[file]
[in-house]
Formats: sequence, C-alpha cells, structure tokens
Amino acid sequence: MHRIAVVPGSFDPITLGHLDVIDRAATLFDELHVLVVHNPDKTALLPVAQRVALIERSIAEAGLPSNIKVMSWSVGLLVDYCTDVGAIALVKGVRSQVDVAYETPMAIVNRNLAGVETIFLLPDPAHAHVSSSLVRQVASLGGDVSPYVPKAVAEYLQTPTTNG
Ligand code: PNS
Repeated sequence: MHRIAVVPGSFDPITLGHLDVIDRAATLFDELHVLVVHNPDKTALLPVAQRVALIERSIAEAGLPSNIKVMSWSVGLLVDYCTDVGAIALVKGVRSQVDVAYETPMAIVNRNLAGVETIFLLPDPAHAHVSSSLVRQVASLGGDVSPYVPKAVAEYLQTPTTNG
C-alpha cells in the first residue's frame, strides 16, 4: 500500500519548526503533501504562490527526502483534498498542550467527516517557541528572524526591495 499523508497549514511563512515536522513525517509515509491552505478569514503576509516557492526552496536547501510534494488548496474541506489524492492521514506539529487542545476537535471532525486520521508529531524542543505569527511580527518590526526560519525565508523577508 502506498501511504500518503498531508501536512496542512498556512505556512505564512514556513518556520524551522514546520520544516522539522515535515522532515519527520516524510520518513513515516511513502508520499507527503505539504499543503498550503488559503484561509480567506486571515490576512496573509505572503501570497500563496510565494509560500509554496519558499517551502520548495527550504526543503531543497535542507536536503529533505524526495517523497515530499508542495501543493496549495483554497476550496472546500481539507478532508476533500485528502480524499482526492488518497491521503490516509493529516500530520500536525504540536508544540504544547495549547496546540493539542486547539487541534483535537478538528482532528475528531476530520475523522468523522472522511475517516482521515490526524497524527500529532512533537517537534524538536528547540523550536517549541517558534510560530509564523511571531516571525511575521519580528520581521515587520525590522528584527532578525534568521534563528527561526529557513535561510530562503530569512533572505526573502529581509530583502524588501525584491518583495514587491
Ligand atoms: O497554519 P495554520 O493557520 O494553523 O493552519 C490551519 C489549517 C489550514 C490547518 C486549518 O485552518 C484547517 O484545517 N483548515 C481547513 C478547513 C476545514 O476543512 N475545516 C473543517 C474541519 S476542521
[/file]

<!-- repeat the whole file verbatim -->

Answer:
[in-house]
Formats: sequence, C-alpha cells, structure tokens
Amino acid sequence: MHRIAVVPGSFDPITLGHLDVIDRAATLFDELHVLVVHNPDKTALLPVAQRVALIERSIAEAGLPSNIKVMSWSVGLLVDYCTDVGAIALVKGVRSQVDVAYETPMAIVNRNLAGVETIFLLPDPAHAHVSSSLVRQVASLGGDVSPYVPKAVAEYLQTPTTNG
Ligand code: PNS
Repeated sequence: MHRIAVVPGSFDPITLGHLDVIDRAATLFDELHVLVVHNPDKTALLPVAQRVALIERSIAEAGLPSNIKVMSWSVGLLVDYCTDVGAIALVKGVRSQVDVAYETPMAIVNRNLAGVETIFLLPDPAHAHVSSSLVRQVASLGGDVSPYVPKAVAEYLQTPTTNG
C-alpha cells in the first residue's frame, strides 16, 4: 500500500519548526503533501504562490527526502483534498498542550467527516517557541528572524526591495 499523508497549514511563512515536522513525517509515509491552505478569514503576509516557492526552496536547501510534494488548496474541506489524492492521514506539529487542545476537535471532525486520521508529531524542543505569527511580527518590526526560519525565508523577508 502506498501511504500518503498531508501536512496542512498556512505556512505564512514556513518556520524551522514546520520544516522539522515535515522532515519527520516524510520518513513515516511513502508520499507527503505539504499543503498550503488559503484561509480567506486571515490576512496573509505572503501570497500563496510565494509560500509554496519558499517551502520548495527550504526543503531543497535542507536536503529533505524526495517523497515530499508542495501543493496549495483554497476550496472546500481539507478532508476533500485528502480524499482526492488518497491521503490516509493529516500530520500536525504540536508544540504544547495549547496546540493539542486547539487541534483535537478538528482532528475528531476530520475523522468523522472522511475517516482521515490526524497524527500529532512533537517537534524538536528547540523550536517549541517558534510560530509564523511571531516571525511575521519580528520581521515587520525590522528584527532578525534568521534563528527561526529557513535561510530562503530569512533572505526573502529581509530583502524588501525584491518583495514587491
Ligand atoms: O497554519 P495554520 O493557520 O494553523 O493552519 C490551519 C489549517 C489550514 C490547518 C486549518 O485552518 C484547517 O484545517 N483548515 C481547513 C478547513 C476545514 O476543512 N475545516 C473543517 C474541519 S476542521